One might also compare Israel, suggests Losurdo, supposedly the only ‘true democracy’ in the Middle East, where ‘freedom of expression and association’ exist. But that can be maintained only by ignoring a macroscopic detail: ‘government by law and democratic guarantees are valid only for the master race, while Palestinians can have their lands expropriated, be arrested and imprisoned without process, tortured, killed, and, in any case under a regime of military occupation, have their human dignity downtrodden and humiliated daily’.

And then in a new twist, when fading colonial powers are losing their grip, they suddenly happen upon self-determination for valuable sections of the former colony (which have themselves been ethnically, culturally and religiously engineered). Thus, when England finally had to give Hong Kong back to China, the last governer, Chris Patten, ‘had a species of illumination and improvised conversion: he appealed to the inhabitants of Hong Kong to claim their right to “self-determination” against the motherland, thereby remaining within the orbit of the British Empire’. One might say the same about claims for Tibet’s independence.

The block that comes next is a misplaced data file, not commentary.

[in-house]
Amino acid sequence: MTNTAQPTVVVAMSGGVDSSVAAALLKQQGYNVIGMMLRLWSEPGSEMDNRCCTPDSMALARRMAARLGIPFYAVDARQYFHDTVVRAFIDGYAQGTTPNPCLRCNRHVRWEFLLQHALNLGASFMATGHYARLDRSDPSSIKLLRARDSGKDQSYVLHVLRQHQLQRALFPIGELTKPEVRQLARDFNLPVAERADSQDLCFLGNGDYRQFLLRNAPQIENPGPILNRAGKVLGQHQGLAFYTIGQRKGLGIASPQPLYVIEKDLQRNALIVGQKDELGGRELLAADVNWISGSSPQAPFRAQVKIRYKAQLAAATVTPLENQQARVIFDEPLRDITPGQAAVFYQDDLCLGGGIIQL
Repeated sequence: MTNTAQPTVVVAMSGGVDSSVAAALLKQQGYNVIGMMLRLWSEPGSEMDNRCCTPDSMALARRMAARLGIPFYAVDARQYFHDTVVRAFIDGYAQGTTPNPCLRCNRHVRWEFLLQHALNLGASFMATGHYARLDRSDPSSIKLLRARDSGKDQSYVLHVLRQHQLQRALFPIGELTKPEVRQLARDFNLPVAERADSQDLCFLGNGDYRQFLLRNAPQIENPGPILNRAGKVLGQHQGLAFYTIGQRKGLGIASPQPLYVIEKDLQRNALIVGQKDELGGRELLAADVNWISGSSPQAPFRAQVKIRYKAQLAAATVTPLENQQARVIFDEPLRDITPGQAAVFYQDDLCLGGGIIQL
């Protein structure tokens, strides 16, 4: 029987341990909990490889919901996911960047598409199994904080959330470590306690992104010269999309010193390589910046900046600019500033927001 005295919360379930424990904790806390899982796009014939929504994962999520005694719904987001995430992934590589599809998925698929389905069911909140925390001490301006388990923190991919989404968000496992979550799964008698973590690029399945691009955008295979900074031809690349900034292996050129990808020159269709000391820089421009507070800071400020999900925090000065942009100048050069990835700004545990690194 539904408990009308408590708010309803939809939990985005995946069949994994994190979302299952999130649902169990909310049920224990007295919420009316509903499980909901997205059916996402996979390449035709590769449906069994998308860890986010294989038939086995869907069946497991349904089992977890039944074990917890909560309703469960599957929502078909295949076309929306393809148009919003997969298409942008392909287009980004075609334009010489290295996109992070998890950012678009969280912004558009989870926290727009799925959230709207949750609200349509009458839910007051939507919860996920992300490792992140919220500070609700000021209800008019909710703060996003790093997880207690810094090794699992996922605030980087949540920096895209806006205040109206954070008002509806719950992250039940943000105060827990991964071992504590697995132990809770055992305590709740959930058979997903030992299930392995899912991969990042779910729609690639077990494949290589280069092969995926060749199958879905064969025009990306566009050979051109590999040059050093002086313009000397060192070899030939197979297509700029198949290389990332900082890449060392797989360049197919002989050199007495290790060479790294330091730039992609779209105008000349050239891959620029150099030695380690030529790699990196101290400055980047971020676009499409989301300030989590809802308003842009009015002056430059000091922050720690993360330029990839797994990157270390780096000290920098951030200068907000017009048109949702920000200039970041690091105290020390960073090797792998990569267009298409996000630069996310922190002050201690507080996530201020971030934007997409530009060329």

Finally, to what do the oft-repeated and much-vaunted claims for ‘human rights’, ‘liberty’ and ‘freedom’ amount? Losurdo deploys Cecil Rhodes’s formula for the British Empire, which is still perfectly valid today: ‘philanthropy + 5 per cent’, where ‘philanthropy’ is synomous with ‘human rights’ and 5 per cent the profits to be made by waving the flag of ‘human rights’.

Many of these details are reasonably well-known, but the argument is usually one of hypocrisy: they don’t live up to their ideals. But Losurdo, developing Lenin, has a much sharper point. The very possibility of bourgeois ‘democracy’ and ‘freedom’ is directly dependent upon, and thereby unthinkable and unworkable without, systemic dispossession of the majority – and vice versa.

Every now and then in my reading of Lenin’s collected works, I come across a passage that may well have been written this morning:

‘Freedom’ is a grand word, but under the banner of freedom for industry the most predatory wars were waged, under the banner of freedom of labour, the working people were robbed. The modern use of the term ‘freedom of criticism’ contains the same inherent falsehood. Those who are really convinced that they have made progress in critical scholarship wold not demand freedom for the new views to continue side by side with the old, but the substitution of the new views for the old. The cry heard today, ‘Long live freedom of criticism’, is too strongly reminiscent of the fable of the empty barrel. Lenin, Collected Works, vol. 5, p. 355.